Marriage: State of confusion
From happiness to confusion in less than a week. Scores of Indiana same-sex newlywed couples are trying to figure out what a federal court ruling on the issue means to them.
Everything about Ruth Landau and Leila Peters' life looks pretty clear - their commitment to each other, their home, their small farm and their pets. Everything, that is, but their marriage.
Like scores of other gay couples, they rushed out last week and got a marriage license, were married and celebrated. Then a federal judge reinstated Indiana's ban on same sex marriages.
"It really hurts to have a gift like this taken away." Landau admitted. "But I'm optimistic. I'm optimistic."
A little confused, as well. Gay couples married during the days the marriages were legal thought they would automatically receive the same legal and economic protections as other married couples. But the federal court's stay places doubts on their right to join their partner's medical plan, receive social security or veteran's administration benefits, make medical decisions for an ailing spouse or care for children should one of them die.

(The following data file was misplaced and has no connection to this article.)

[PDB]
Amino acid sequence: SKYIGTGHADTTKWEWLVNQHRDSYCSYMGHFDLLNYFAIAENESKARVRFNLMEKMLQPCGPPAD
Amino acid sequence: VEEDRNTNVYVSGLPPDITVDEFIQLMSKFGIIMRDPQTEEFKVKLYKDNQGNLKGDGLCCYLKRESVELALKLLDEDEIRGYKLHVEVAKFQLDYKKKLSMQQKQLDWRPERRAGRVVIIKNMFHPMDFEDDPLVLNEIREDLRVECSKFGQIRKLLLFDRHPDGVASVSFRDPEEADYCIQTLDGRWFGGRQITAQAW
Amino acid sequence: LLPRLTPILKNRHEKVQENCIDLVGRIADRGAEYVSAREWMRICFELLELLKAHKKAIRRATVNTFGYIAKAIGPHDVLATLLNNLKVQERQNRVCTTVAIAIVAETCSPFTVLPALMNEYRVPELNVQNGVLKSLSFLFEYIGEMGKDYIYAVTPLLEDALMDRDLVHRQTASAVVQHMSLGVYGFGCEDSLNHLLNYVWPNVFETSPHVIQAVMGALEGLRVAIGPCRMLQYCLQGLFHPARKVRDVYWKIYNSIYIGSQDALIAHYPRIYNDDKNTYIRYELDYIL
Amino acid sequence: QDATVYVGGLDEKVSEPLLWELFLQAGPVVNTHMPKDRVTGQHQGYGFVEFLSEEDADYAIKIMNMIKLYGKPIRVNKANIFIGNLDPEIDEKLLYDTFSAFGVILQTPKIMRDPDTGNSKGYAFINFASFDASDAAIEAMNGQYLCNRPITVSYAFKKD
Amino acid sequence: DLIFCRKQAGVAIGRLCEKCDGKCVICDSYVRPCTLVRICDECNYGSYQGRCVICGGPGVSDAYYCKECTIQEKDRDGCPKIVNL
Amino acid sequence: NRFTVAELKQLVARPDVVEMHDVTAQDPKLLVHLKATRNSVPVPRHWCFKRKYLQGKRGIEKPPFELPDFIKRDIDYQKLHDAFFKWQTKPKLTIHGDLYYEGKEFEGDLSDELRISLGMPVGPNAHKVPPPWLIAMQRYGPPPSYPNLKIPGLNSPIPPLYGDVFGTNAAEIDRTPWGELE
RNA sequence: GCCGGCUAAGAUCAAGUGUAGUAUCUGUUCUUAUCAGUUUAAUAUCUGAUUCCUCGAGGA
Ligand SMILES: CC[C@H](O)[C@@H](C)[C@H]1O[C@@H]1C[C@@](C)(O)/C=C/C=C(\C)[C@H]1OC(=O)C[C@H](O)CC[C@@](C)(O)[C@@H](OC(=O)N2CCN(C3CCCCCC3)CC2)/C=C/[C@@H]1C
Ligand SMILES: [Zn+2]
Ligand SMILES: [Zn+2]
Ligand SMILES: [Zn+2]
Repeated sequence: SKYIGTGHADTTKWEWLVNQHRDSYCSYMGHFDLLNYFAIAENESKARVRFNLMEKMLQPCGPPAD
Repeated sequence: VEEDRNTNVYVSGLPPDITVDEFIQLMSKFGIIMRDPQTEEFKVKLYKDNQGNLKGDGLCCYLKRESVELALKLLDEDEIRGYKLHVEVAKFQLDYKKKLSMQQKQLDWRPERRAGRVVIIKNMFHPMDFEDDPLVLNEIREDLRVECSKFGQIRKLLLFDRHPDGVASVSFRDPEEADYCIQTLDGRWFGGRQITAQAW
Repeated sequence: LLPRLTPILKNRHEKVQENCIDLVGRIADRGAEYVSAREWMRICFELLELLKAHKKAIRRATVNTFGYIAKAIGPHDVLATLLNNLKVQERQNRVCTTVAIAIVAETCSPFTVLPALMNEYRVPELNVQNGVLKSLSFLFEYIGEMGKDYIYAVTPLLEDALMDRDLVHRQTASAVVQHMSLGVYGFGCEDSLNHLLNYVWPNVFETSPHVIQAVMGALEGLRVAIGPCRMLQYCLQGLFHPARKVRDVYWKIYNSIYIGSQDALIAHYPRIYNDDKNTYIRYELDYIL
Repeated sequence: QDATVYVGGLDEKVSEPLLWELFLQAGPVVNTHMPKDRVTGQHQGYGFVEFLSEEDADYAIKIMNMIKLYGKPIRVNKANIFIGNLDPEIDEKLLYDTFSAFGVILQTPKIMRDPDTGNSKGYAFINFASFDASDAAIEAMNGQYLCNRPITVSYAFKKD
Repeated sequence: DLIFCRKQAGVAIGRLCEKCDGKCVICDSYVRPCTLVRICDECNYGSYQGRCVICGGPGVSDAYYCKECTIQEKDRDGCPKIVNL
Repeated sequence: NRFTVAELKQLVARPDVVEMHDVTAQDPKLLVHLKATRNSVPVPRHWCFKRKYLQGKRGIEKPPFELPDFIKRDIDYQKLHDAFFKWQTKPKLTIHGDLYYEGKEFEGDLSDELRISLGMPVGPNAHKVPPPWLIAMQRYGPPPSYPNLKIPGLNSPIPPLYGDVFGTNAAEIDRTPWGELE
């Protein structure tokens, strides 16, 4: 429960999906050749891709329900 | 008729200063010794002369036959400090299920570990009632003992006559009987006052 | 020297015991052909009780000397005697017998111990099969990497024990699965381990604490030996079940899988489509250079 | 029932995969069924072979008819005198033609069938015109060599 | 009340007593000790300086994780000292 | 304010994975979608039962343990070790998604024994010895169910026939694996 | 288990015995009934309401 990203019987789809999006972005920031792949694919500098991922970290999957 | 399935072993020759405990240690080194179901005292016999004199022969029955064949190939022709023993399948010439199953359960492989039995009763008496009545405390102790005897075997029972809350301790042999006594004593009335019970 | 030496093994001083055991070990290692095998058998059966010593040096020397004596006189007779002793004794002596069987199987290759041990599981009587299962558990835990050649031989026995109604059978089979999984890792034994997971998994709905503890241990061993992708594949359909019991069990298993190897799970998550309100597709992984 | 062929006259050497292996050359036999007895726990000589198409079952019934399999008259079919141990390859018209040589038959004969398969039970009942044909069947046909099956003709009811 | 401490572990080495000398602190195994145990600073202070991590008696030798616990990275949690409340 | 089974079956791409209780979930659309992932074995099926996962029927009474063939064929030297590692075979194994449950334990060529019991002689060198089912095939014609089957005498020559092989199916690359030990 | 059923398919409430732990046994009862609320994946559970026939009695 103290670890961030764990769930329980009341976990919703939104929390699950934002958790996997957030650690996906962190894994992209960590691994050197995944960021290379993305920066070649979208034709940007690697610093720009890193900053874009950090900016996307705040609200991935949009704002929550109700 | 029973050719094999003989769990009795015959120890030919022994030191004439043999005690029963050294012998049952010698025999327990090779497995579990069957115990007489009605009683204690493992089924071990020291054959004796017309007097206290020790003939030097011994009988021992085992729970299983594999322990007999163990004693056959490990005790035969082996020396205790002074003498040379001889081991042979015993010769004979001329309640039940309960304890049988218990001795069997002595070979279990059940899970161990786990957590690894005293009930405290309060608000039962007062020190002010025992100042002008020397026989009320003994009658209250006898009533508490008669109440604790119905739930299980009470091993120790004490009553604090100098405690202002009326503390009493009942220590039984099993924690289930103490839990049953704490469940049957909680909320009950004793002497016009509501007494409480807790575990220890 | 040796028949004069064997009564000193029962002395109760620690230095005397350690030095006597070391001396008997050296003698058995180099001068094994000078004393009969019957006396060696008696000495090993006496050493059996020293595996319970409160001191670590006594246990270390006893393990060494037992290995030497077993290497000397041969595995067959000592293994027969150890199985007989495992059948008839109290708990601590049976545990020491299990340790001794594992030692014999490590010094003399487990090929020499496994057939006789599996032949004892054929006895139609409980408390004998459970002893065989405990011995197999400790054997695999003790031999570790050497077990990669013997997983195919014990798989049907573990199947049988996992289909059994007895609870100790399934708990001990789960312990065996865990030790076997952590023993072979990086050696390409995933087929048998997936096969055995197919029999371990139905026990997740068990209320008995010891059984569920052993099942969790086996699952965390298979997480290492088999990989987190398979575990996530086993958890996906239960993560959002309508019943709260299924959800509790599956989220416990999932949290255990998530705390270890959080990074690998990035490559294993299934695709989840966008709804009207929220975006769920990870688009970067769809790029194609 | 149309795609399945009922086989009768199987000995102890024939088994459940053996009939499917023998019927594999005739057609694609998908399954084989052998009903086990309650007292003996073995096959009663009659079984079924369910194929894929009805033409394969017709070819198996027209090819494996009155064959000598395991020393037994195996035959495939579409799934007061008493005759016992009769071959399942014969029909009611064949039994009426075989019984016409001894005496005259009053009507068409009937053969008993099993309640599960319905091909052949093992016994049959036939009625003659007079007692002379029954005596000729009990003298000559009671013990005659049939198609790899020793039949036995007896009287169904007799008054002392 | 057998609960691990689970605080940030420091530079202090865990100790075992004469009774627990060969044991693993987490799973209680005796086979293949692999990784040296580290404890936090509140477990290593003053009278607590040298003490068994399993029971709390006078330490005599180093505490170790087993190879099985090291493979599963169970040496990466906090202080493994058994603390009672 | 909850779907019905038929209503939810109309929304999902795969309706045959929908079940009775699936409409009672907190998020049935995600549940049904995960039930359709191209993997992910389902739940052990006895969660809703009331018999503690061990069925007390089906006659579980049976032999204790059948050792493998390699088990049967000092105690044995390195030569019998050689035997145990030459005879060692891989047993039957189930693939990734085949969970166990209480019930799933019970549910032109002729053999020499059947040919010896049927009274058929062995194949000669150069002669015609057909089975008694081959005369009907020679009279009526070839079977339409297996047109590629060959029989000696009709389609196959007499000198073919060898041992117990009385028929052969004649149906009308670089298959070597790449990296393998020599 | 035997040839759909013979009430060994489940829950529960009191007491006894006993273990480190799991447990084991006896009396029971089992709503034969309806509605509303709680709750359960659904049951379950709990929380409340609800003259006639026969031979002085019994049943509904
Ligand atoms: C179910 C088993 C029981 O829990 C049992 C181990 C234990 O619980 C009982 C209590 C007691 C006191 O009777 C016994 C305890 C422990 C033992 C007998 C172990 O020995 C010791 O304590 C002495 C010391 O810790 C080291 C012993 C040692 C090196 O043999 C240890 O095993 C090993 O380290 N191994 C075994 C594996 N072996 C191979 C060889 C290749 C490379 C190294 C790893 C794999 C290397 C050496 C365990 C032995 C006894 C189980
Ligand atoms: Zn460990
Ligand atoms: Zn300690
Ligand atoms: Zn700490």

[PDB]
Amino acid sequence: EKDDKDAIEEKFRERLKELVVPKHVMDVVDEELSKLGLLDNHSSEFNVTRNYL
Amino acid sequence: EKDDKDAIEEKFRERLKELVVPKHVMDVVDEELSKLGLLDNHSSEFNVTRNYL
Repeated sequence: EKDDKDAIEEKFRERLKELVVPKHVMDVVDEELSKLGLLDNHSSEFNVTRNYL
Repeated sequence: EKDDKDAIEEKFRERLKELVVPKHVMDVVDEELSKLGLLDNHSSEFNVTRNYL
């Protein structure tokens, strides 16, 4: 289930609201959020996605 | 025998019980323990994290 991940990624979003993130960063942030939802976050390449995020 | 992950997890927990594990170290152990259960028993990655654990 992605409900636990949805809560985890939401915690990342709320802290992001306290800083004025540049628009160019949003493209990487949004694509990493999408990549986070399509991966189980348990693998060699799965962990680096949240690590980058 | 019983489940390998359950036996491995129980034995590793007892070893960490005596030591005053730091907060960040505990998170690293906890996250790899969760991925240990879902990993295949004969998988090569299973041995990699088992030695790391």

"Inheritance is a problem" Peters said.
She ought to know. The retired teacher's partner of 35 years died in 1993 after a long illness. She experienced the legal, social and healthcare issues of caring for loved one, who in the eyes of the law is completely unrelated.
Peters also wrote a book - "In Spite of Everything -- For the Woman She Loved" - about the lives of other gay couples.
Together for six years, Peters and Landau said their legal and financial affairs are in order, unless one of them dies - then the other would not get their survivor's pension.
For many gay couples accustomed to confronting controversy and questions with tough answers, Landau looked and sounded upbeat.
"Still full of promise," she said. "Still full of love. Still full of commitment. Whatever happens in court, that doesn't change."